Who is the woman? Revelations 12:5 tells us how in reference to Psalm 2:9, the child of this woman is the Messiah, Jesus. His mother is Our Blessed Virgin. Who are her offspring? They are those who keep Mitzvah and witness to Jesus. That is all of us.

Jesus is the child of the woman in Revelations 12

In his homily, Deacon Joe Bell discussed how Venus is the morning star, and the Phosphorous, or Phos/photo/light, Pheros, carrier. In Easter Orthodox vocabulary, she is Theotokos, Theo/ God, Tokos/giving birth to. This is all a clear reference to Revelations 12:1. Our Blessed Virgin gives birth to Jesus in Judea/the land of Thanksgiving/Eucharist, in the House of Bread/ Beth Lechem, Bethlehem.

Shepherds find Jesus in a feeding trough, just as we find Jesus in the feeding trough at Mass. God, through our Blessed Virgin demands that after we receive the precious Body and Blood of Jesus Christ in the Eucharist, we carry him out into the world as Our Blessed Virgin carried him until he came into the world.

The Shepherds find Jesus in a feeding trough, and so do we, the Eucharist

At our Cathedral in Reno Nevada, our Franciscan priests daily recite the Magnificat of Our Blessed Virgin, as she quotes the Song of Hannah, telling us to: disperse the arrogant of mind and heart, throw down the rulers from their thrones and lift up the lowly, fill the hungry with nobility; and send the rich away empty. If we are going to be Christ like, Christian, we must follow our anointing, and bring glad tidings to the poor proclaim liberty/not-long jail sentences, to captives and recover sight to the blind, let the oppressed go free, and proclaim a year acceptable to Kyrie.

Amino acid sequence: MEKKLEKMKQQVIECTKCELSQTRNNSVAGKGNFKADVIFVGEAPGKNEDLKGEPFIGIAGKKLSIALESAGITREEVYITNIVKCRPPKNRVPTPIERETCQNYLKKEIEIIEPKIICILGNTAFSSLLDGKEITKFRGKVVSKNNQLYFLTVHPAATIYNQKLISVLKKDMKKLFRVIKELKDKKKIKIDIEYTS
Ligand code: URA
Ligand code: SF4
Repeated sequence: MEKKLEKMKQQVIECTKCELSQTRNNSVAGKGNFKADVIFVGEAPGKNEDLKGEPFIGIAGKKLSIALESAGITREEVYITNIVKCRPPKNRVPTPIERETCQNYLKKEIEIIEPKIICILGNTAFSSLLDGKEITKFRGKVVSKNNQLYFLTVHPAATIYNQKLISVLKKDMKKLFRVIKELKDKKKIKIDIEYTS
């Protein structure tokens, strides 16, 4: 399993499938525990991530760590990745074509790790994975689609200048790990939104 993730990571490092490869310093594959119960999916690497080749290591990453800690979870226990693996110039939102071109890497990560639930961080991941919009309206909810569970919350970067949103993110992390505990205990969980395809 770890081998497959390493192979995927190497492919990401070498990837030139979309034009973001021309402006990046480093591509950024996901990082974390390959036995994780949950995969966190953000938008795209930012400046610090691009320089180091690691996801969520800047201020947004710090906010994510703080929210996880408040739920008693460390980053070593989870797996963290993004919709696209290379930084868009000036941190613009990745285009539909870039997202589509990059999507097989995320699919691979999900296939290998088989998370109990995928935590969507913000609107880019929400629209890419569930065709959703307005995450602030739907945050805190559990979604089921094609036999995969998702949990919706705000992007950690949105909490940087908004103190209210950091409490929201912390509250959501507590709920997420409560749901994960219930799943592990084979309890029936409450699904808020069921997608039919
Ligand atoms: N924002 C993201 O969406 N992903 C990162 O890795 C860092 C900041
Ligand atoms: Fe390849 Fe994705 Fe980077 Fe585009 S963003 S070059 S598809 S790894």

In Reno Nevada, in particular at our Cathedral, our call from God, and our Blessed Virgin as Catholics, as Christians, and as Americans is to fulfill this mandate and create one nation under God, with liberty and justice for all.

Our new evangelism to the already converted


Bishop Calvo celebrated Mass at our Cathedral in Reno Nevada this Third Sunday of Advent. In his homily, he discussed the Pope’s strong desire for this to be the year of evangelization, from the Greek, “Eu” “Angel,” or the “Good Message.” In Matthew, the “Good News” started with one person, Joseph. At the birth of Jesus, were Jesus, the three wise men, Joseph, and Our Blessed Virgin. Add John the Baptist and the twelve apostles. At the death of Jesus, only our Blessed Virgin remains.

Nativity comes from the same root as nation and means a people born together. We are all born together through Christ, black and white, rich and poor. We are alll Americans

At Pentecost, there is Our Blessed Virgin, 11 of the apostles, and 3,000 called at Pentecost. Acts 2:41 Jesus added St. Paul who started converting the Roman Empire. After the Roman Empire came Europe and the New World. In modern times, the push is into Africa and Asia.